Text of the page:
Friday, February 24, 2012

Hispanic University offers online degrees

The National Hispanic University introduces first entirely online degree programs

Dr. David P. Lopez, NHU President
SAN JOSE, CA -- An increasing number of young Hispanics are enrolling in college, according to research from the Pew Hispanic Center. To support this growing trend and its mission of providing access to quality higher education for Hispanics and others serving diverse communities, The National Hispanic University (NHU) announced it will introduce its first entirely online degree programs starting April 30.
            NHU President Dr. David P. López made the announcement during NHU’s 30th anniversary celebration event on Friday, Feb. 24. Los Angeles Mayor Antonio R. Villaraigosa was the keynote speaker for the event and received an honorary doctoral degree in recognition of his commitment to education and for his efforts to improve access to education on behalf of the Hispanic community. Mayor Villaraigosa presented Dr. López with a certificate from the city of Los Angeles in recognition of NHU’s achievements in delivering quality education to the Hispanic community.
            “Throughout three decades of development, the university has remained dedicated to a noble goal—to bring traditionally underserved students into the university classroom and prepare them for successful careers and positions of leadership,” said Mayor Villaraigosa. “With the launch of its online programs, the university has an opportunity to support the success of learners beyond San José and to prepare them to meet the needs of multicultural communities.”
            NHU recently received approval to offer its Master of Arts in Education with a specialization in Teaching and Learning and Bachelor of Arts in Child Development programs online, and the university is expected to begin offering additional programs online later this year.
            “For 30 years, NHU has been a national institution of higher learning dedicated to educating our country’s Hispanic leaders of tomorrow,” said Dr. David López, NHU president. “Adding entirely online programs allows us to make higher education more accessible for our current and future community of learners and prepare them for successful careers and lifelong achievement.”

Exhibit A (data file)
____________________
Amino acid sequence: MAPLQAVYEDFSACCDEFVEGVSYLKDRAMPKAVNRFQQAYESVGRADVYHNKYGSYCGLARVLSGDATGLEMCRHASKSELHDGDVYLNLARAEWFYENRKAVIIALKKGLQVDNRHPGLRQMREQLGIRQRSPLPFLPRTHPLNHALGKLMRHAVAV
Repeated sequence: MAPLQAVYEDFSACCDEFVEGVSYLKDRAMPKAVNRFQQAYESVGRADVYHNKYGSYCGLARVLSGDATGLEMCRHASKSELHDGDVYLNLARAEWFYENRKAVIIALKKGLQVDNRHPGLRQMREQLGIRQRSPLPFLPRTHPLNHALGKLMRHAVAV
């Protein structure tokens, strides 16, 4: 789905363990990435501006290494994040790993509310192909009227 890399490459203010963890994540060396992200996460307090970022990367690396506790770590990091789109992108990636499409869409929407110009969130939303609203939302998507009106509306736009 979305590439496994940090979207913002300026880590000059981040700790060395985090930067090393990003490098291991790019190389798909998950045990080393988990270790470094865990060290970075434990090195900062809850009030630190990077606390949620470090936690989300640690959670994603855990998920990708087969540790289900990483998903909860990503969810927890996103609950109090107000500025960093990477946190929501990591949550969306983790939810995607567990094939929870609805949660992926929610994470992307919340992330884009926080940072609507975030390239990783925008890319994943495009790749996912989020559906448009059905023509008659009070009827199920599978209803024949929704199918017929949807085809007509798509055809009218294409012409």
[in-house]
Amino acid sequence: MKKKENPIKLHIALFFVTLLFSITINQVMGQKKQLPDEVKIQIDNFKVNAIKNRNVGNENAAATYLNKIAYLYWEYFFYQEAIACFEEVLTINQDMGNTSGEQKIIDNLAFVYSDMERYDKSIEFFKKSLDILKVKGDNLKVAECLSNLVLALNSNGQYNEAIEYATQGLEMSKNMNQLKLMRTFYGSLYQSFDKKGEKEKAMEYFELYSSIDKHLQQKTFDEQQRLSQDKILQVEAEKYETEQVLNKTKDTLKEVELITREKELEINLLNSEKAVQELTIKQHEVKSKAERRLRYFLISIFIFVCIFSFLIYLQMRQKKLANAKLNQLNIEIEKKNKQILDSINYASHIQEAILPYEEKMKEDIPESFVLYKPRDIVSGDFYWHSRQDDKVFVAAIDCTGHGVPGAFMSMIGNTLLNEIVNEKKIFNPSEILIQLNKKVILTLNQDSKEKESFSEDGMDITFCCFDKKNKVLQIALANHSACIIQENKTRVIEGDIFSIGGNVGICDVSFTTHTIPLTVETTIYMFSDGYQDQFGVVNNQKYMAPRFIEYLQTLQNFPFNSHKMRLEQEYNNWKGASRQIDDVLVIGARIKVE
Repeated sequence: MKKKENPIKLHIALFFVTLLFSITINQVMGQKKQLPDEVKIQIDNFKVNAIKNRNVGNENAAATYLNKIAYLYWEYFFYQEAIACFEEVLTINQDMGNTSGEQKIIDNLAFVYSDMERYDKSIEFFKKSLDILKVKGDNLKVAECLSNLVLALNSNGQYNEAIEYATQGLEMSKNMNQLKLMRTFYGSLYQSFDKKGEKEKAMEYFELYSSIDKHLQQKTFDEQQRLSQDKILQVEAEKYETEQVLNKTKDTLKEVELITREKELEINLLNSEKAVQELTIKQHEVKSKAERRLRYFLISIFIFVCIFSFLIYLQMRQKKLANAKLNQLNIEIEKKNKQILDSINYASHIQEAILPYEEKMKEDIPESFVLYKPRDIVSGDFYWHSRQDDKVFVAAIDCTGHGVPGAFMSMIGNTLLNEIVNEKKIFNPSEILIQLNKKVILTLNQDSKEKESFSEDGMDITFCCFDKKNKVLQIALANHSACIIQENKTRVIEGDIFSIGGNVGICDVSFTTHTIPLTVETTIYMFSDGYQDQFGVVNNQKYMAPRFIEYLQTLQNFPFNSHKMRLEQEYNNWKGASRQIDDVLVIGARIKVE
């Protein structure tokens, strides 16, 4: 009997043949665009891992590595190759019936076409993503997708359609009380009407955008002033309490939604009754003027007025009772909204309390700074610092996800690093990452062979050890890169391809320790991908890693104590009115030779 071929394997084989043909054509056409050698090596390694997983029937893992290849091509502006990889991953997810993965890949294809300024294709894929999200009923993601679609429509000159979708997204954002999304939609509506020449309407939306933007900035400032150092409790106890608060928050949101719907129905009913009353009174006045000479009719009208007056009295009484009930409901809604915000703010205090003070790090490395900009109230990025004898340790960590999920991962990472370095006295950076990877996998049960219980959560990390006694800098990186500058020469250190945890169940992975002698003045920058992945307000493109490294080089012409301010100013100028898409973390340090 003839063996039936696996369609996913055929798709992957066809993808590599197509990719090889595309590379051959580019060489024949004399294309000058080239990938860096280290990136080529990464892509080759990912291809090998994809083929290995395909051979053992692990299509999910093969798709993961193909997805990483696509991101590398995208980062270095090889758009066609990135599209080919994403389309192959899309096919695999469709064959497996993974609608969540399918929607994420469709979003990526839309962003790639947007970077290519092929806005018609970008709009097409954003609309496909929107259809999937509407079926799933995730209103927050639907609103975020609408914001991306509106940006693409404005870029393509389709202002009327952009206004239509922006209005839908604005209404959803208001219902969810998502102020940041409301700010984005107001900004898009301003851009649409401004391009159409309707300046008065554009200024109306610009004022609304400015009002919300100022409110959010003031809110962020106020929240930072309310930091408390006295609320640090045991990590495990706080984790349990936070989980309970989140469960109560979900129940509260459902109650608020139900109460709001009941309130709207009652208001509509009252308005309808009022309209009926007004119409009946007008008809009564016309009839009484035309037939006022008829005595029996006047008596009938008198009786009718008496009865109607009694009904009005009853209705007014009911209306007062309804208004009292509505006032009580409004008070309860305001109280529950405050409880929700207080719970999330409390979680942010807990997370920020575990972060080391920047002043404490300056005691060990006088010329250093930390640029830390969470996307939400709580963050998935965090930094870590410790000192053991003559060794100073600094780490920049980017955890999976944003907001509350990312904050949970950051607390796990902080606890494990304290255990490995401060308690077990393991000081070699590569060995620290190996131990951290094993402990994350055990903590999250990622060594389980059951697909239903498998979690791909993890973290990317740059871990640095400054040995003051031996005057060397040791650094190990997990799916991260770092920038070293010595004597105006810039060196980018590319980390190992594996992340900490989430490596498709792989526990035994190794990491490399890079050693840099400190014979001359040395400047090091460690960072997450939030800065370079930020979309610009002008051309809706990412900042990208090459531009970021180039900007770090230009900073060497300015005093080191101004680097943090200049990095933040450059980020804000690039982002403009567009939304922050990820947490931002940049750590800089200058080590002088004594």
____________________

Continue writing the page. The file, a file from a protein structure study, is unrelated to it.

NHU’s M.A. in Education program with a specialization in Teaching and Learning prepares educators to better motivate, educate and succeed in today’s culturally and linguistically diverse classrooms. The program provides teachers with the advanced insight and knowledge to cultivate classroom environments that embrace and thrive on diversity while enhancing the learning of all students, including English-language learners.
            The B.A. in Child Development program is designed to prepare childcare professionals who are specialized in supporting the cultural, linguistic and social diversity needs of young children and their families. It offers a multicultural learning experience with a concentration in biliteracy that meets the educational needs of the growing base of Hispanic child development professionals.
            NHU was founded in 1981 by the late Dr. B. Roberto Cruz, who dedicated his life to making educational opportunities available to Hispanics and members of other underrepresented groups. Grounded in cultural respect, NHU fosters a learning environment that reflects the rich heritage and diversity of the Hispanic community.

For additional information about NHU, visit

1 comment:

  1. Mitt Romney in talks over nationwide version of tough state immigration laws. - Immigration adviser Kris Kobach, the man behind controversial 'self-deportation' laws in Arizona and Alabama, says policy could force out 5 million illegal immigrants in just four years

    British "Guardian" Newspaper
    Mitt Romney to kick out 5 million illegal immigrants in just four years
    By Ed Pilkington in Topeka, Kansas
    Friday, February 24, 2012

    Some excerpts :

    Mitt Romney has discussed the possibility of imposing a nationwide crackdown on undocumented aliens, a move that his leading immigration adviser believes could force more than a million people to quit the country every year.

    Kris Kobach, the source of some of Romney's most controversial ideas on immigration, has told the Guardian that he has been in direct discussions with the presidential candidate about possible changes to federal policy should Romney win the Republican nomination and go on to take the White House.

    The changes would see "attrition through enforcement" – the state-level clampdown pioneered by Kobach in Arizona, Alabama and several other states – extended across the entire US in an attempt to winkle undocumented workers out of the country.

    Kobach estimates that within the first four years of a new Republican presidency, as many as half of the current pool of undocumented aliens – some 5.5 million – could be made to flee by introducing much more aggressive enforcement of immigration documents.

    The idea is to make the legal environment so hostile to undocumented families, and work so hard to come by, that they will choose to depart of their own volition – "self-deportation", as Kobach calls it.